If you work for a government institution, you need to look out for Skipper. This malware was actively attacking operating systems in 2016, but the cybercriminals behind it could always resume attacks without any warning. These cybercriminals belong to the Turla APT group, and so they are completely unpredictable. This group employs various hacking tools – sometimes, several at the same time – to invade the targeted operating system and perform various malicious actions. It is hard to say what exactly the attackers would do using the backdoor Trojan for, but they definitely could personalize their attacks and do as little as record information about the infected system or as much as leak confidential information to the enemies of a targeted government. Can the malicious Trojan attack regular users? That is unlikely to happen, but when it comes to cybercriminals, you just never know. This is why we suggest that you read this report and learn how to remove Skipper.
Did you know that browser extensions can be used to distribute malware? That is how the devious Skipper was invading operating systems in 2016. The infection specifically went after Mozilla Firefox users, and, considering that it is one of the most popular web browsers in the world, it could have had plenty of targets. “HTML5 Encoding” and “langpack-en-GB” were the two extensions that were linked to the devious Trojan. The first extension was not used actively, and so it is believed that it was used for tests only. However, it is known that it was introduced to the visitors of a Swiss security company that was compromised beforehand. The second extension did not have a direct connection to the Turla APT group, but it was spreading a version of Skipper, and so it is possible that the same attackers were standing behind it also. This is proof that all extensions have to be vetted and analyzed before installation. If you take your time to do your research, your chances of letting in malware and then dealing with its removal will be minimized.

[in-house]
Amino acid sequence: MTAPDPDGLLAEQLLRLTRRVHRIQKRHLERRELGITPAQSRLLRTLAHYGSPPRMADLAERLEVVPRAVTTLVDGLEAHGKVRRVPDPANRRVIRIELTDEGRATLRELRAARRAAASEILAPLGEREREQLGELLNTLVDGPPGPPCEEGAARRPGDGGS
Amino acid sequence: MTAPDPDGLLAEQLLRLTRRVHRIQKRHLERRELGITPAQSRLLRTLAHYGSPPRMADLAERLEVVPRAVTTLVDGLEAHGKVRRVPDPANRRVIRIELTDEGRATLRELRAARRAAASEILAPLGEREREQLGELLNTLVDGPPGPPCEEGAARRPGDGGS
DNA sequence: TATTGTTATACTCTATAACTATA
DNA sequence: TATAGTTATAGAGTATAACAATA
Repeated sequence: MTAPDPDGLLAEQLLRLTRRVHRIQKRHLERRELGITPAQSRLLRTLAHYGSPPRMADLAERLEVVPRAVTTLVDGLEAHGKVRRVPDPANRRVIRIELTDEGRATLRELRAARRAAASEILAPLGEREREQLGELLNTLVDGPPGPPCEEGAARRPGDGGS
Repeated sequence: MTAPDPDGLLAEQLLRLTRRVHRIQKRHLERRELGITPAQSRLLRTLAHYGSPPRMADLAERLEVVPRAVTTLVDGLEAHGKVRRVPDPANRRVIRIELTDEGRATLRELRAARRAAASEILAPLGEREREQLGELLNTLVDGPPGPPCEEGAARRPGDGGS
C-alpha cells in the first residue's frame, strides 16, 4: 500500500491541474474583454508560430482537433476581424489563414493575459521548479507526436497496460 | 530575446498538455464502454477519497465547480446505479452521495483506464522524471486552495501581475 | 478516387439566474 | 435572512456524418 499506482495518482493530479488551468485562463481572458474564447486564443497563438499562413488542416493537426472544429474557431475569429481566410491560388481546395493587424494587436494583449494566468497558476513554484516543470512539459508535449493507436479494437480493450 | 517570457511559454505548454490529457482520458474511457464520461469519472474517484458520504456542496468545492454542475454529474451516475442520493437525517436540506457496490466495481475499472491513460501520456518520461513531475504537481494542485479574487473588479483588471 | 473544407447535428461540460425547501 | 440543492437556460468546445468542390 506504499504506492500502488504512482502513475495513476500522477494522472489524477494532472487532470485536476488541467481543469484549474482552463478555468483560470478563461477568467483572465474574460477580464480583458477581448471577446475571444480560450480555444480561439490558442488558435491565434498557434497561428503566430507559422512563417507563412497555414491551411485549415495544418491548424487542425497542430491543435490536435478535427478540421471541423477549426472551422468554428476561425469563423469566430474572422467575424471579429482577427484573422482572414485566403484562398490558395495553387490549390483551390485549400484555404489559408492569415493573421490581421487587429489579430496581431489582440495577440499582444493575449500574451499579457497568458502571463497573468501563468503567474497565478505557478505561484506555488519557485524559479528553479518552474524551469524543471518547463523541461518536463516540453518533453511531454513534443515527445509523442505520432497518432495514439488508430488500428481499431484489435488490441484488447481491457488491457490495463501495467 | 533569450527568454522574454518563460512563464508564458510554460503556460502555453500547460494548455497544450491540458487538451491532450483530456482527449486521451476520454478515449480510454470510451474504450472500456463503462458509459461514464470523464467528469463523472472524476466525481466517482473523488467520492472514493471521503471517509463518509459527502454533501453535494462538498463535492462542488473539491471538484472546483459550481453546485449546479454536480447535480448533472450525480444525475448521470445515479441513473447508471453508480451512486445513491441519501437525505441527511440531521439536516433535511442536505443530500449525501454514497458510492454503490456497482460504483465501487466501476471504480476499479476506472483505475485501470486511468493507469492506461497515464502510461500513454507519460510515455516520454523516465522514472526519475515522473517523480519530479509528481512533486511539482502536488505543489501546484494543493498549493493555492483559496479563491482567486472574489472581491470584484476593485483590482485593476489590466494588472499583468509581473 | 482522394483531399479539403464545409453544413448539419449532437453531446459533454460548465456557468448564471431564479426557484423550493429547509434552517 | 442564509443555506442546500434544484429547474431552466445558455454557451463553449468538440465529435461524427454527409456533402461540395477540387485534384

The main goal for Skipper is to open a backdoor. A backdoor is a way for cybercriminals to access the system without alerting security safeguards. Of course, if this Trojan slithers in, the reliability and effectiveness of the existing security software must be questioned. Using a backdoor, the attackers can drop, execute, and control different files, and that, unfortunately, means that new infections could be introduced. These could be used to capture screenshots, record mouse-clicks, destroy data, steal extremely sensitive and confidential data, disable large networks, perform massive attacks using the disguise of the victims, and so on. While we cannot know for sure how the attackers behind Skipper would act, we know that nothing good would come out of it. Therefore, even if you are ready to delete the malicious Trojan from the system, in fact, there could be a bunch of other malicious infections that you might have to take care of. Install a trusted malware scanner to figure this out.
According to the malware researchers who have dedicated many months to track the activity of hackers from the Turla group, countries in the Southeastern Europe and countries that disengaged from the Soviet Union in 1991 are the likeliest to be targeted by it. Unfortunately, if Skipper slithers in, it is likely to pave a way for other hacking tools created or operated by the group, as well as other infections. Therefore, the detection of this malware needs to be taken seriously. We cannot know whether or not it will be enough for you to erase malicious extensions from Mozilla Firefox, and since identifying malware can be tough, we strongly recommend employing anti-malware software right away. Besides ensuring a complete removal of Skipper and other potentially active infections, it also could improve the security levels of your system. Of course, if it is part of a government-related network, the security team needs to overhaul the security from the ground up.